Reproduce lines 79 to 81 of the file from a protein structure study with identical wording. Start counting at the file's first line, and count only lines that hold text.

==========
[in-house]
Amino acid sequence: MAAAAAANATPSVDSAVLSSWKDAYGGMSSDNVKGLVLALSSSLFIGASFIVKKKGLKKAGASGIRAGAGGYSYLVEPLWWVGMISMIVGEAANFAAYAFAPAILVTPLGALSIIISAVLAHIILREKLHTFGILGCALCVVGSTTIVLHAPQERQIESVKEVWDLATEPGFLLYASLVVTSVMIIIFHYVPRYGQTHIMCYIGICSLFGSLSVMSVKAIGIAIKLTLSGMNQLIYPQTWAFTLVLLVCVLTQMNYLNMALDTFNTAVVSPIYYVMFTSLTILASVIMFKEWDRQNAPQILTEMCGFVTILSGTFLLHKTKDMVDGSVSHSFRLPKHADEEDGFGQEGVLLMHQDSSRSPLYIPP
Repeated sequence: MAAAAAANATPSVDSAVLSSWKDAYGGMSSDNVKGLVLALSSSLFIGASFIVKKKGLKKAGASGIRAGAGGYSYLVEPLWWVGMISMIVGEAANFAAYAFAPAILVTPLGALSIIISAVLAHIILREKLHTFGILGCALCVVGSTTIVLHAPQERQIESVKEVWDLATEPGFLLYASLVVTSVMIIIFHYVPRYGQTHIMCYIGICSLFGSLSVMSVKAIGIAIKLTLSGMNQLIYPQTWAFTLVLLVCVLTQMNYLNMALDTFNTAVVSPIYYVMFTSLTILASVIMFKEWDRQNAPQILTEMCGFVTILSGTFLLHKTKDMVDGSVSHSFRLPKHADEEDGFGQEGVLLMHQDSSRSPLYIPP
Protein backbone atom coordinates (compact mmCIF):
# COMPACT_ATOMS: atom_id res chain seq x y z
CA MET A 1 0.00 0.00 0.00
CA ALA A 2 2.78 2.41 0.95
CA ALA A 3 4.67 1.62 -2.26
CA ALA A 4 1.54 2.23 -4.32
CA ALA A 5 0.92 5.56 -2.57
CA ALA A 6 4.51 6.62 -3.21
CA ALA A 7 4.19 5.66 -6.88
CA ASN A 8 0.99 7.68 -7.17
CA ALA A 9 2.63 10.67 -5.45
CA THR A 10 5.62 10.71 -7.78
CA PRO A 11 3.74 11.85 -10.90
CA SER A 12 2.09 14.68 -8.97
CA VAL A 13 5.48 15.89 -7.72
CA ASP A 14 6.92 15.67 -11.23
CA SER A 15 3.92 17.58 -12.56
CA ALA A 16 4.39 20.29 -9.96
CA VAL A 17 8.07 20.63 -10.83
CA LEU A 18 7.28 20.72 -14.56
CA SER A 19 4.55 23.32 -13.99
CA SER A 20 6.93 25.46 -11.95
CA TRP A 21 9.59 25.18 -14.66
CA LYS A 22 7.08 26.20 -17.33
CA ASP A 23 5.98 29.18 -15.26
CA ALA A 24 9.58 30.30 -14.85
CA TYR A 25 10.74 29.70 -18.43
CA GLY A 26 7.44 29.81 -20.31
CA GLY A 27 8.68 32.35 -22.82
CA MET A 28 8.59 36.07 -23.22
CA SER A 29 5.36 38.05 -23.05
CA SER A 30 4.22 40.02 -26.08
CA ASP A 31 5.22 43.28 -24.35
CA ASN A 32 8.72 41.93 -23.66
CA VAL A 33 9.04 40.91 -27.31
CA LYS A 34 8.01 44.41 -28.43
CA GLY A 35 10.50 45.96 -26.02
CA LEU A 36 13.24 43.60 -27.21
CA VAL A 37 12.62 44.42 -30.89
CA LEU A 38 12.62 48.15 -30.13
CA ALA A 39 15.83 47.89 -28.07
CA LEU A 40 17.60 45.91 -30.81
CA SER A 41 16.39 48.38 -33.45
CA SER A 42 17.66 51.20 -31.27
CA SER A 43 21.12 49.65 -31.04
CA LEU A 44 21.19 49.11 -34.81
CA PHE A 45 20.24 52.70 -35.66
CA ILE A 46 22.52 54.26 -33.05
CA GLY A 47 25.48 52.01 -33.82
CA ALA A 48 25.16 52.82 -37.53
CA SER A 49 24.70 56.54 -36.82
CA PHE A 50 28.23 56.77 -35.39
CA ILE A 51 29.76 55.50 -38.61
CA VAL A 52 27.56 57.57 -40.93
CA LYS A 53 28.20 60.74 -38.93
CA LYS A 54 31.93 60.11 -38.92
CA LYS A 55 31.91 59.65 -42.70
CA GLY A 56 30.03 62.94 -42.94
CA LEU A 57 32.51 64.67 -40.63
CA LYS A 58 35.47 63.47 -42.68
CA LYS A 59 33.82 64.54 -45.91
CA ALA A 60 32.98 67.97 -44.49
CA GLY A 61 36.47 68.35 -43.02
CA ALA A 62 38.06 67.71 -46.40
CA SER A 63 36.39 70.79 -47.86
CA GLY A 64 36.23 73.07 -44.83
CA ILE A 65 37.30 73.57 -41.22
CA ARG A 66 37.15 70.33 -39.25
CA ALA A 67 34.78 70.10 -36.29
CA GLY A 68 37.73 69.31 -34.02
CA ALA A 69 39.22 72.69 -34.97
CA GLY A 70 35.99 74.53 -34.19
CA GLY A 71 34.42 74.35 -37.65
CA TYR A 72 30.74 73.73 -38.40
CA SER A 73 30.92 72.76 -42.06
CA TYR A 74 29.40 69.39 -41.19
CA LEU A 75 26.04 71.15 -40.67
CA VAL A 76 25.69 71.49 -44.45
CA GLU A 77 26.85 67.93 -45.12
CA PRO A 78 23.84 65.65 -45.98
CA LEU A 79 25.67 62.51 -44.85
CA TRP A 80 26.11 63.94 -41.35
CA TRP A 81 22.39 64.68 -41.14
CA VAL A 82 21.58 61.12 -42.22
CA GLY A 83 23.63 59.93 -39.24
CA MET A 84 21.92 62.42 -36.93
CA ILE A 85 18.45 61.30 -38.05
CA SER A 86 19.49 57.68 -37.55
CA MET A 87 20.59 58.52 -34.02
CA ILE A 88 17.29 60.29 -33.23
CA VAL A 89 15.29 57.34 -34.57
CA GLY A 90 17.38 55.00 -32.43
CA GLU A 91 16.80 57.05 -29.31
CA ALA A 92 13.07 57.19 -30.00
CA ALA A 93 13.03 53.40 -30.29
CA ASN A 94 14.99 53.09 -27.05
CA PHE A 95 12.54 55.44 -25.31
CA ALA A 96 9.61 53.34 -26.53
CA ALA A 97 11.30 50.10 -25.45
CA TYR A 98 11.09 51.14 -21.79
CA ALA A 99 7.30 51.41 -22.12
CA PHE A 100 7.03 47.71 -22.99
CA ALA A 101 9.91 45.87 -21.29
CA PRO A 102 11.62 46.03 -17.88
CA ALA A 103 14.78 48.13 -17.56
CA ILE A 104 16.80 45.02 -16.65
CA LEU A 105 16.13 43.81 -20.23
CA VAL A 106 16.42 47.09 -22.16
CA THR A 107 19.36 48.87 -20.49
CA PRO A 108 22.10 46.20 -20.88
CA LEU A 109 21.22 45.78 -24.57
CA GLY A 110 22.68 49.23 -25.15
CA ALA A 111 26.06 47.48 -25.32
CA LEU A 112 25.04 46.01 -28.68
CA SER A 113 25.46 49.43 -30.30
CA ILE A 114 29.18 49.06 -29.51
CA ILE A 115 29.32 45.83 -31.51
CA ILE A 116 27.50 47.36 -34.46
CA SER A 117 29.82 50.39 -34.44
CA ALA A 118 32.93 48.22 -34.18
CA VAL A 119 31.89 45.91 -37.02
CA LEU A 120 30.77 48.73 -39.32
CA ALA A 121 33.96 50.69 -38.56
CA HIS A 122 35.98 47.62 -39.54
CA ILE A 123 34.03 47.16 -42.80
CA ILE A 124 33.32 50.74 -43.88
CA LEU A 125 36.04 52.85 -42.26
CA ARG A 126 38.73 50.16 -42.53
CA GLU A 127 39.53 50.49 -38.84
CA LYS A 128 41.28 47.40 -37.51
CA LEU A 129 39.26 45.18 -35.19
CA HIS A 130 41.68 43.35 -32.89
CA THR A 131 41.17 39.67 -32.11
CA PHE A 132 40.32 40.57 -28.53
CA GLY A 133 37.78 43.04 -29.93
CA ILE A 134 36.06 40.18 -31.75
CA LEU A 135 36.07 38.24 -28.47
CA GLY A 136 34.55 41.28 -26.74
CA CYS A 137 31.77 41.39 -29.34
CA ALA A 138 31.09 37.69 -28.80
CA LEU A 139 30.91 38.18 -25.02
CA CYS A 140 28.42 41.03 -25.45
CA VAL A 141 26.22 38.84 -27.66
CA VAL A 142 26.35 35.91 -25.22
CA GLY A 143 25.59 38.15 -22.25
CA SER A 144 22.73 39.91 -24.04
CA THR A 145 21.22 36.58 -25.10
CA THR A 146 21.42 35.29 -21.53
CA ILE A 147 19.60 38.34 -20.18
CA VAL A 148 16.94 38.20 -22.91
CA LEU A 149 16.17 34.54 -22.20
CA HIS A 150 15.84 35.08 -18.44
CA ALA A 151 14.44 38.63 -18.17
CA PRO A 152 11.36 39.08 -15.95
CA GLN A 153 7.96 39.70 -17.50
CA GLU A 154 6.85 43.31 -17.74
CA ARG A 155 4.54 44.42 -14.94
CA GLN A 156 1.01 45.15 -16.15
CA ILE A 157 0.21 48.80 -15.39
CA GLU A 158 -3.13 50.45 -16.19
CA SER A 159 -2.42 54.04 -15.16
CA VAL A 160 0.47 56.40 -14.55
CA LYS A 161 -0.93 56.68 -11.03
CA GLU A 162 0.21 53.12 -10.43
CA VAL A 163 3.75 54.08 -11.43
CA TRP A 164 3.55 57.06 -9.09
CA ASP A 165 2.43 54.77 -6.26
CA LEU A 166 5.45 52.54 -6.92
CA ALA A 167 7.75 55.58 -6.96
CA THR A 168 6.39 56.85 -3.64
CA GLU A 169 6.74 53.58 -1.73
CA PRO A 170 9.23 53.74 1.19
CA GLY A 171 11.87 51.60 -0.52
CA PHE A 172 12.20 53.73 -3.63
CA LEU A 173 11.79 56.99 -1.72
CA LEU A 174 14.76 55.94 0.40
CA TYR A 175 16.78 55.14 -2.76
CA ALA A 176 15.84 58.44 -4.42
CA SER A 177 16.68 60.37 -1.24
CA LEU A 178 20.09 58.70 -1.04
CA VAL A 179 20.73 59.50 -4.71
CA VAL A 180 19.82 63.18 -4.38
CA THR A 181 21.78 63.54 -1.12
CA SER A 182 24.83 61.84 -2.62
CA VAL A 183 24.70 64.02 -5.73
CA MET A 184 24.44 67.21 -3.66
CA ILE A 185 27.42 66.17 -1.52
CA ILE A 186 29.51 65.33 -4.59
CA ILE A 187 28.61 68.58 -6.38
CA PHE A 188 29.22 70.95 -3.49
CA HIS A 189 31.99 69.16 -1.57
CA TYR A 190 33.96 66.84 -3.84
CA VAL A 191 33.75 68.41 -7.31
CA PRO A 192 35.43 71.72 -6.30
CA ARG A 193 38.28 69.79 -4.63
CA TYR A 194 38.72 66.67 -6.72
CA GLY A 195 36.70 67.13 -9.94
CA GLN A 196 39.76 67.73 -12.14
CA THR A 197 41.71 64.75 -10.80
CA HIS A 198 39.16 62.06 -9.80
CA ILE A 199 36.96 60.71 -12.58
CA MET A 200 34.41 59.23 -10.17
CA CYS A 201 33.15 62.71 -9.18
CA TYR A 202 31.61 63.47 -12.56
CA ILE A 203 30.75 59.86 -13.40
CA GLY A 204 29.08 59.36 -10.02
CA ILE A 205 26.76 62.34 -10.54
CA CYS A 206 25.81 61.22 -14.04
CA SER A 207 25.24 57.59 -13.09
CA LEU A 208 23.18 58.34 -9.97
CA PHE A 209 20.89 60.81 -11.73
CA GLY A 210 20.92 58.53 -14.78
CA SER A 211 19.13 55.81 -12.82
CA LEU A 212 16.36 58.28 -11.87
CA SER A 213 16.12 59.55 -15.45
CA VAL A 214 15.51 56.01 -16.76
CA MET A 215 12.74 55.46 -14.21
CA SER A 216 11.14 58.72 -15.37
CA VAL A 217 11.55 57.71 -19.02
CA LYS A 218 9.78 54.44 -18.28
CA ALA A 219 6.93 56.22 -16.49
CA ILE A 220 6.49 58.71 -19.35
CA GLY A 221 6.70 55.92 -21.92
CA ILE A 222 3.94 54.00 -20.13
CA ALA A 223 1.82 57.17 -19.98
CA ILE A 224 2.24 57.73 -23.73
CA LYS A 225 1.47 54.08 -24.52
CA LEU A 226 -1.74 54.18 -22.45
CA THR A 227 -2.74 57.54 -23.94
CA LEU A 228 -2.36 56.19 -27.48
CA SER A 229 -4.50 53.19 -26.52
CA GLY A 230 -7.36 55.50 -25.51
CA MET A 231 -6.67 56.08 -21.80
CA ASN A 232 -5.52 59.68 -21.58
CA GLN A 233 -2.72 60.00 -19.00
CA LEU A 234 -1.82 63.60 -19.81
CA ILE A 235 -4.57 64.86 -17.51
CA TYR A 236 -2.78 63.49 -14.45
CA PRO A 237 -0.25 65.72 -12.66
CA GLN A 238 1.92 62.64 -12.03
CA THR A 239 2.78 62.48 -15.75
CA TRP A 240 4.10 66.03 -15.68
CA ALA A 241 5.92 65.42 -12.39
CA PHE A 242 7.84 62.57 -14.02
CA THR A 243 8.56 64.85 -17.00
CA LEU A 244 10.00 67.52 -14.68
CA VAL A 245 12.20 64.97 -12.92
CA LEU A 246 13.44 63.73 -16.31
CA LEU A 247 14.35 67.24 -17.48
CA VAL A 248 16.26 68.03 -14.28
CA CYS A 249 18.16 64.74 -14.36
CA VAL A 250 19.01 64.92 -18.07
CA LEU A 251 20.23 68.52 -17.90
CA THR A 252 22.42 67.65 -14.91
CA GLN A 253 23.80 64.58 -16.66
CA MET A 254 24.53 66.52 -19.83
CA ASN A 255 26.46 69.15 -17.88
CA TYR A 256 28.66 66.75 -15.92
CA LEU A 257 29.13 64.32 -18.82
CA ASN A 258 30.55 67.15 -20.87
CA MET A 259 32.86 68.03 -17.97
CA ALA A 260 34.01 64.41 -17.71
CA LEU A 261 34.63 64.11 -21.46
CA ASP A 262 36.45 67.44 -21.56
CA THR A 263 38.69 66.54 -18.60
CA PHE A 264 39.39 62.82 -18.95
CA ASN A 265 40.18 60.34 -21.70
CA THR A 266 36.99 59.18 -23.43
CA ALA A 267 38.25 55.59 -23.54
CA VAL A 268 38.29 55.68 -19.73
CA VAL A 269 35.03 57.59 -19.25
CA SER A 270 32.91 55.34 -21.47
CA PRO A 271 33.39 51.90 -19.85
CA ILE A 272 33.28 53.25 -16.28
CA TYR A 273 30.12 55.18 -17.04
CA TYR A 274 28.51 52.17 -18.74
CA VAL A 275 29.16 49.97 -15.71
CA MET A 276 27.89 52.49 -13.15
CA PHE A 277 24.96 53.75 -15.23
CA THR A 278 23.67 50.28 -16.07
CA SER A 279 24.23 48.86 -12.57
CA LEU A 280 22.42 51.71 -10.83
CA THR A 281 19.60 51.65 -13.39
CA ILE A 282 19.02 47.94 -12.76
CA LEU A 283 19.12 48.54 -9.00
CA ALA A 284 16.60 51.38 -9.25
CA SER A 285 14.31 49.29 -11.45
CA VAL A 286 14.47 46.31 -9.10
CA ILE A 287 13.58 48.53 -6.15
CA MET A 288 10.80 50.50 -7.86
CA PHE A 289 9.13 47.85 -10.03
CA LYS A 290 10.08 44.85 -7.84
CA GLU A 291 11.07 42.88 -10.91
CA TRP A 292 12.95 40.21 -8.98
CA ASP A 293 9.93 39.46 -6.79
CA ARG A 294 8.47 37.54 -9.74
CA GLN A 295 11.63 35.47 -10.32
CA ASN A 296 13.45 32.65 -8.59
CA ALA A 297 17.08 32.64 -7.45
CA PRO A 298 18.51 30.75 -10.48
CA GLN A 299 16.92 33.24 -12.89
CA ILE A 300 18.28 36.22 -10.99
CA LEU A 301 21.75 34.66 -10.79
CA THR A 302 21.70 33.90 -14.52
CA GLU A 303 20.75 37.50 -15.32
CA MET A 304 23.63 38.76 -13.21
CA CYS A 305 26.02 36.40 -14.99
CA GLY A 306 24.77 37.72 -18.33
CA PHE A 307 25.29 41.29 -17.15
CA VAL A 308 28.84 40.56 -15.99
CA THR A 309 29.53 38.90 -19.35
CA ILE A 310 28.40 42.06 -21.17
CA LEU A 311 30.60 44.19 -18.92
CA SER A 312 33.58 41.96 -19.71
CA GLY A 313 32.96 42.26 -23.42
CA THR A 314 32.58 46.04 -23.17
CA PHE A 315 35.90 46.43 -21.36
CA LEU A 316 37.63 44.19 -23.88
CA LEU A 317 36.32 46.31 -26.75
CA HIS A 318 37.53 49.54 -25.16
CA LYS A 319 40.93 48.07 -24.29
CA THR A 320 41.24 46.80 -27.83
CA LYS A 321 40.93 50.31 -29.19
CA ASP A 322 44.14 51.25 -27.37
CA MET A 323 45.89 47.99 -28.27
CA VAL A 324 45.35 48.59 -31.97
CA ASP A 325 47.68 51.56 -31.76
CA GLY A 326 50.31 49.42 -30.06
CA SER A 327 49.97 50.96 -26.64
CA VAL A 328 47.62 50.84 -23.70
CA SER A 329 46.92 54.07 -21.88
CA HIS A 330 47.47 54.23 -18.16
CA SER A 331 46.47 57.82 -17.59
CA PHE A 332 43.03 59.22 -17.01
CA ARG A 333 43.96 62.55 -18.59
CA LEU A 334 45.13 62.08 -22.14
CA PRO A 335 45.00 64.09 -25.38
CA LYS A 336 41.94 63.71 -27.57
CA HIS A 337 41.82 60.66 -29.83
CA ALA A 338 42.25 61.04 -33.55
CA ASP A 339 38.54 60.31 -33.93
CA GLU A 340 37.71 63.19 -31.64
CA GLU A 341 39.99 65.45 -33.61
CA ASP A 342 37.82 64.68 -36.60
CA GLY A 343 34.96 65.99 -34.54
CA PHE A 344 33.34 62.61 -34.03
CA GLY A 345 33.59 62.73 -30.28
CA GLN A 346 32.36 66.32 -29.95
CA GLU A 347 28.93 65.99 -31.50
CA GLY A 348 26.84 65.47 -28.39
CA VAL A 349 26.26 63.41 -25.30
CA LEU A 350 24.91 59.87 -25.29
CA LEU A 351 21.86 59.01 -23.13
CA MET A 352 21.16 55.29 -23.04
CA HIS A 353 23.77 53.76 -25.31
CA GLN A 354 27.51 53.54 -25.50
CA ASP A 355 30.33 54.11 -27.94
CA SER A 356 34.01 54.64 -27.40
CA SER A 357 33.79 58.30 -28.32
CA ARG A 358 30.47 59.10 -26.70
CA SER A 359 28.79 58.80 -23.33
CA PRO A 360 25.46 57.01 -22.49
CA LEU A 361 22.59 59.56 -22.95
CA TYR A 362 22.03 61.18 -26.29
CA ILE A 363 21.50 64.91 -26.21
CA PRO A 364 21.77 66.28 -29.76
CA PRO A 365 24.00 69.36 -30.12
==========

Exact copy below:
CA TYR A 74 29.40 69.39 -41.19
CA LEU A 75 26.04 71.15 -40.67
CA VAL A 76 25.69 71.49 -44.45